Sources: Evidence NYC Detective Pounded on SUV
An off-duty, undercover police detective on a motorcycle was seen on video hitting and kicking an SUV when a biker rally spiraled into violence, two people familiar with the case said Tuesday.
Although his lawyer said Monday that the detective had only witnessed other bikers attacking the vehicle, investigators have video evidence they believe shows him participating in the melee, according to the two people. One said the footage shows him punching an already damaged back window, then twice kicking the side of the SUV before leaving the scene - an alleged outburst that could result in his arrest.
The people were not authorized to discuss the inquiry and spoke on condition of anonymity.
The disclosure added to the complexities of the Sept. 29 episode, which authorities say began with a reckless motorcycle group ride on a Manhattan highway. It ended with one motorcyclist run over and the SUV driver dragged from his car and beaten on a city street.
Four bikers have been criminally charged; the latest was arraigned Tuesday on gang assault and other charges.
New York Police Department internal affairs investigators have been looking into the undercover detective's conduct because he didn't report until three days later that he had been at the rally. The expectation that officers will act if they see a crime aren't the same for undercover officers.
Asked about the undercover detective on Tuesday, Police Commissioner Raymond noted he had been relegated to desk duty but declined to discuss the case further.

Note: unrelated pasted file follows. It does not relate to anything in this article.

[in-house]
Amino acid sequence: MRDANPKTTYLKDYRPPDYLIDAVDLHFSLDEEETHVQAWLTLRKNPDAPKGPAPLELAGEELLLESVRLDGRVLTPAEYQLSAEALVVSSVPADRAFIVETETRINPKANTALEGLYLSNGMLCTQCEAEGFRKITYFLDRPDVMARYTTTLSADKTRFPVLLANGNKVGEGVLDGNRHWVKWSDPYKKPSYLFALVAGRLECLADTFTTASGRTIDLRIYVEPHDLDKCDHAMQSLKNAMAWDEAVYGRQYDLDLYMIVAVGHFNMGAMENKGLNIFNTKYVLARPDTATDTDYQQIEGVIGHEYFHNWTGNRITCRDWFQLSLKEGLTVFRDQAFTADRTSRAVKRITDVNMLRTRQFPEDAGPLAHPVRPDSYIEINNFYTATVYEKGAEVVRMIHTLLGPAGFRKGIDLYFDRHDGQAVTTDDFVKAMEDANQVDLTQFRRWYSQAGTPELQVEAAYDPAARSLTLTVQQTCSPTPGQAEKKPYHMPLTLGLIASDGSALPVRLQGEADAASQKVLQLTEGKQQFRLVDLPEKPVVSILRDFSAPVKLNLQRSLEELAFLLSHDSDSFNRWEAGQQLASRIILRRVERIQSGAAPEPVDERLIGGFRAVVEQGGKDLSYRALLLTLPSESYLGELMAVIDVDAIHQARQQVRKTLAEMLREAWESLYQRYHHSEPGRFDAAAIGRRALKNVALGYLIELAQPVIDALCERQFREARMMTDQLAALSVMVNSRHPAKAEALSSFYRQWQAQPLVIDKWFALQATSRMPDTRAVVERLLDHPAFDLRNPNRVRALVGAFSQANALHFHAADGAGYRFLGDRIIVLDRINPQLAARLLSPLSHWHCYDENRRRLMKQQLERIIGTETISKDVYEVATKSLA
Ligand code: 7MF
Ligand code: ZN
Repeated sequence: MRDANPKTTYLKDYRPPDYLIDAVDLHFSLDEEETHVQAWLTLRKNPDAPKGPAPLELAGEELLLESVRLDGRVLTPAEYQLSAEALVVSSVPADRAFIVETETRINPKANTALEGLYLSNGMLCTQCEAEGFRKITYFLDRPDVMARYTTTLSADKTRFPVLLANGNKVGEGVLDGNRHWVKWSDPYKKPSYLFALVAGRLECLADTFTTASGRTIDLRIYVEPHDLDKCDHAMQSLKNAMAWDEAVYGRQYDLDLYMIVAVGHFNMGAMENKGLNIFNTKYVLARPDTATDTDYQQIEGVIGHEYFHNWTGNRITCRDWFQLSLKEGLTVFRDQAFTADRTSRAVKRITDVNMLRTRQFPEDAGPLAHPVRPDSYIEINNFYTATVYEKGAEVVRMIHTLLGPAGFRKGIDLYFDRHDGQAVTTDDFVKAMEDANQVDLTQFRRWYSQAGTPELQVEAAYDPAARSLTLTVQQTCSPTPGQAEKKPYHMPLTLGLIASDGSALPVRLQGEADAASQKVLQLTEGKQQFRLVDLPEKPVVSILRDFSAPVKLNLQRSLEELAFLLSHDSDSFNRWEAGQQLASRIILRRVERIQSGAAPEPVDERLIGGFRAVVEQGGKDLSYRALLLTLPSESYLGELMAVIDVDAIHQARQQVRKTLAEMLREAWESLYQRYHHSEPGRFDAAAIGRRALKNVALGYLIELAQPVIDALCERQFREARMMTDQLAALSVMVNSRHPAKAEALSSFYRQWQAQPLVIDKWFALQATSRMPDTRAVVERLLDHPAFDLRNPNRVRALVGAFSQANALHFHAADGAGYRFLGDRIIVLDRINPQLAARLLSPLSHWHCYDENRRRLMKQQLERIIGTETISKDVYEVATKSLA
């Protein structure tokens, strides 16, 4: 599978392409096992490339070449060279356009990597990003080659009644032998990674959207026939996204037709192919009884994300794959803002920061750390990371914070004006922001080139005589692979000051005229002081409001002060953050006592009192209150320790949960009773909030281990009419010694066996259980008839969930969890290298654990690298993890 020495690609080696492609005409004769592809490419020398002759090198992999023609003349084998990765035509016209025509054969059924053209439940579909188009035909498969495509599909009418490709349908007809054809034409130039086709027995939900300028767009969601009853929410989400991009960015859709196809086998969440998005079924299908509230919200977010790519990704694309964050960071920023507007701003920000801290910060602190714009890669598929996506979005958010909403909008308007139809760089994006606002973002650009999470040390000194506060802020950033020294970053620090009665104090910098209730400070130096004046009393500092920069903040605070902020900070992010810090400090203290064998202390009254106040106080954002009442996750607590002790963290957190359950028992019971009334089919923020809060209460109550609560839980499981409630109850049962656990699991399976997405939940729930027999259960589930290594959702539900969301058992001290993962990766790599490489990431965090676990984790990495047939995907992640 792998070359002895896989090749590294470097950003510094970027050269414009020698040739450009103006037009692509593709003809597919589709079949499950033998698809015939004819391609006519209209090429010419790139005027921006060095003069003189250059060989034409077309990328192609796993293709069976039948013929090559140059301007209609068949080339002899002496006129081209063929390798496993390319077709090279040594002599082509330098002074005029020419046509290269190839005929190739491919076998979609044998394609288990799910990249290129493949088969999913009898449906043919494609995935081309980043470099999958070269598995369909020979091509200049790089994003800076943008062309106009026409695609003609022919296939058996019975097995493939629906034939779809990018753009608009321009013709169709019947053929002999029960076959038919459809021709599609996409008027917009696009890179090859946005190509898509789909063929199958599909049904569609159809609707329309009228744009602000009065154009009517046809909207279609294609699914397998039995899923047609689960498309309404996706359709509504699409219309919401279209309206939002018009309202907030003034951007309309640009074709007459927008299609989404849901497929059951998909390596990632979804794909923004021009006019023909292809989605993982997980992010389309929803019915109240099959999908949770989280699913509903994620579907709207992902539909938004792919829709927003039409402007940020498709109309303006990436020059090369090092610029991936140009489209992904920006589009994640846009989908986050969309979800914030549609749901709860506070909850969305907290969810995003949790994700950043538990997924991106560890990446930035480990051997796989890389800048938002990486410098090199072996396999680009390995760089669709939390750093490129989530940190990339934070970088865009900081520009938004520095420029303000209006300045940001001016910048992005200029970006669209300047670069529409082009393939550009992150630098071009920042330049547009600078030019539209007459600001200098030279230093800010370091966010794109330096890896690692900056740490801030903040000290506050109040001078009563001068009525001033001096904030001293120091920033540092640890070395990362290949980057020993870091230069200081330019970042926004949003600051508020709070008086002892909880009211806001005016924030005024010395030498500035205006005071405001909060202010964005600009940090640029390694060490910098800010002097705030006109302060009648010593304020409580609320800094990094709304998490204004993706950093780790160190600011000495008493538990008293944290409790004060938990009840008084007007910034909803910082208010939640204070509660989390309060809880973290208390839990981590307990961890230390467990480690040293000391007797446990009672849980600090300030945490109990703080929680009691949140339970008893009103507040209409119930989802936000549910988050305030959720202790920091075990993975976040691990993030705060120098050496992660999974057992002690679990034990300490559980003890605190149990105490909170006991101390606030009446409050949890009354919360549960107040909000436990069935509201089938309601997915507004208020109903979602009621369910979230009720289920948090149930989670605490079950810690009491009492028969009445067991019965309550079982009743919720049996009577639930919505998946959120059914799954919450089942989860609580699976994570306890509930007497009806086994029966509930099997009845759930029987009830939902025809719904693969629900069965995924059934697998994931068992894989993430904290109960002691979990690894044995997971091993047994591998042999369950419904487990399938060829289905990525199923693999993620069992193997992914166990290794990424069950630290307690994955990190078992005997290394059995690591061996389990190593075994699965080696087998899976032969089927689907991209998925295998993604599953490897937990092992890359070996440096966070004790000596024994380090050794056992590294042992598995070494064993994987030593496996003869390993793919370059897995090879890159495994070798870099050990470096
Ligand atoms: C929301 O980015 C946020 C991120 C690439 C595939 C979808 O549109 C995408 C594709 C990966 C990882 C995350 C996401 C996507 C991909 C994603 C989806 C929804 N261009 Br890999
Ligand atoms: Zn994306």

"We have put a police officer on modified assignment and the investigation is going forward," he said.
The detective's lawyer, Phil Karasyk, didn't immediately return a call Tuesday. A top union official said there were too many unanswered questions to comment.
"The facts are evolving and changing so quickly that the union will withhold any further comment until we see what the investigation reveals," said Michael Palladino, president of the Detectives' Endowment Association.
Captured partly on a video that was posted online, the encounter began when about two dozen riders slowed down, swarming a Range Rover after it bumped a biker on Manhattan's West Side Highway. Some riders dismounted and approached the vehicle, and police said some bikers began damaging the SUV.
The SUV's driver, Alexian Lien, took off, running over motorcyclist Edwin "Jay" Mieses Jr. The impact broke both Mieses' legs and caused spinal injuries that may leave him paralyzed.
Lien's wife has said he feared for their lives and the safety of their 2-year-old daughter and had no choice but to flee; Lien hasn't been charged with any crime.
The bikers then pursued the SUV, which exited the highway and got stuck in street traffic. One biker used his helmet to shatter the driver's window, and others pulled Lien out and beat and kicked him, police and prosecutors said. Lien needed stitches.
The latest motorcyclist charged in the case, Craig Wright, 29, punched Lien through the broken window and joined in stomping him on the street, Manhattan Assistant District Attorney Samantha Turino said. A judge set Wright's bail at $100,000.
Wright's lawyer, Mitchell Elman, cautioned against any "rush to judgment" in the highly scrutinized case.
"Mr. Wright, obviously, has every right to fight these charges," he said.
According to the undercover detective's account, he saw motorcyclists attacking the SUV, but he didn't see anyone harm Lien, Karasyk said Monday. The detective also didn't see the SUV hit Mieses, the attorney said.
Carrying no badge or gun, and aware of cases in which officers had been suspended or dismissed for blowing their cover, "he had no other option, so he drove away," said Karasyk, who works with the detectives' union.
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